*** Relic, Jeffrey Ford, (The Thackery T. Lambshead Cabinet of Curiosities)
Speaking of unsympathetic characters... there's this odd and rather unpleasant story. A hermit lives in a remote shrine, with the relic of his saint, and gives occasional sermons. The story is very carefully designed so that everyone in it, when introduced, seems pleasant and innocent - but as more is revealed, they are shown to be venal or worse. It's well done - but not particularly enjoyable.
*** The Invasion of Venus, Stephen Baxter, (Engineering Infinity)
A lack-of-first-contact story. What if aliens showed up and turned out to have neither benign nor hostile intentions toward us? What if they weren't interested in us at all?
*** Woman Leaves Room, Robert Reed, (Lightspeed Magazine, 3/11)
An abandoned, unfinished AI persists down the ages. Not bad, but the ending was a little falsely sentimental for my taste.
*** Restoration, Robert Shearman, (Everyone’s Just So So Special)
In some kind of bizarrely fascistic future existence, the true nature of which is never made clear, an Assistant is sent by the Curator to work at the Art Gallery. Into a deceptively simple weird tale, a lot is woven in: totalitarianism, identity and loss, the nature of memory, the ethics of art restoration, the two-sided nature of the study of history, and the idea that it is written by the victor.
*** The Onset of a Paranormal Romance, Bruce Sterling, (Flurb, Fall-Winter 2011)
The first bit feels a bit like a 'set' dialogue. with the characters acting as puppets for the author's thoughts - but the second part got me intrigued enough that I really wanted to find out what was going to happen with these characters. And then - it ends! Sorry, but this is not a short story. It might be the first chapter of a novel - but it's not. You can read this for free here, if you want to be frustrated: http://www.flurb.net/12/12sterling.htm
*** Catastrophic Disruption of the Head, Margo Lanagan, (The Wilful Eye: Tales from the Tower Vol. 1)
An adult retelling of the Hans Christian Andersen fairy tale "The Tinderbox" (remember the dogs with eyes the size of dinner plates?) Set during an unspecified South Asian (?) war - Vietnam (?) - the soldier protagonist is a thoroughly awful person, and the story explores the ways in which war erodes a person's moral sense.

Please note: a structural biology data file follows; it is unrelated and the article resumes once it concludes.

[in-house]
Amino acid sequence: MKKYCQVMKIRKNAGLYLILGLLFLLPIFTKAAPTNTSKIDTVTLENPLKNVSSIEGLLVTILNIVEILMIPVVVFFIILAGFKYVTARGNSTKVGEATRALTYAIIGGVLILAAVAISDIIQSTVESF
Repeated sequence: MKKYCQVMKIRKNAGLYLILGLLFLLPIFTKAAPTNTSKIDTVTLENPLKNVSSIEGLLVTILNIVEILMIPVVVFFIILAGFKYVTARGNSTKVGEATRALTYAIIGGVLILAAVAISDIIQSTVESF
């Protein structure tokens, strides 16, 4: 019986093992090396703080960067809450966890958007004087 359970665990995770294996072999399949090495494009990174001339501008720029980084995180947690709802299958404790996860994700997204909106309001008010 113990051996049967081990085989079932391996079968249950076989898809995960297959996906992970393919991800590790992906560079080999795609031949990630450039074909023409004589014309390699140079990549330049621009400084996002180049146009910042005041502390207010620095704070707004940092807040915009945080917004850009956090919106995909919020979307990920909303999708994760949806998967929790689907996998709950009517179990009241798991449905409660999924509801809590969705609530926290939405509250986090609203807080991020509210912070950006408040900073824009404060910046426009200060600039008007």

*** The Last Ride of the Glory Girls, Libba Bray, (Steampunk!)
On a colony planet which seems an awful lot like the Old West (to the point of having a Pinkerton's Detective Agency), a small group of female outlaws is raising havoc with their banditry. A reluctant detective is sent to infiltrate the band. I really wanted to know more about the backgrounds of the characters and their planet. I found the narrator's ultra-religious background fascinating, and her emotional issues compelling. The steampunk stuff seemed kind of draped-on-top, and unnecessary.
**** The Book of Phoenix (Excerpted from The Great Book) , Nnedi Okorafor, (Clarkesworld, 3/11)
You can read this for free, here: http://clarkesworldmagazine.com/okorafor_03_11/
Excellent story, and a must for any fans of the 'mutant' theme. People who are bio-experiments are studied, locked up in a skyscraper. They've never known freedom, to miss it - but the instinct toward freedom is too strong to be denied.
*** Digging, Ian McDonald, (Life on Mars)
Interested in the idea of terraforming Mars? Like Kim Stanley Robinson's 'Red Mars' trilogy, but maybe looking for something a little more succinct? Check out this story, which has some really original and interesting ideas about how such an endeavor might work out (or not).
*****The Man Who Bridged the Mist, Kij Johnson, (Asimov’s, 10-11/11)
Already read (in Nebula Awards Showcase 2013) - and you can read for free, here: http://www.asimovs.com/2011_10-11/exc_story1.shtml
A beautiful and romantic fantasy novella of an engineer who arrives to build a bridge over a river of poisonous mist, and the ferrywoman whose life has been devoted to crossing that treacherous expanse. Evocative, thoughtful, and bittersweet
*** Goodnight Moons, Ellen Klages, (Life on Mars)
OK, y'know, if this happened to me, my primary emotion would be furious anger at my husband, and that's not even mentioned. Also, I have to say, euthanasia is an option. That probably makes me a bad person, but so be it. It's not a bad story, however.
Average... 3.42, rounds up to 4 because that's how I feel.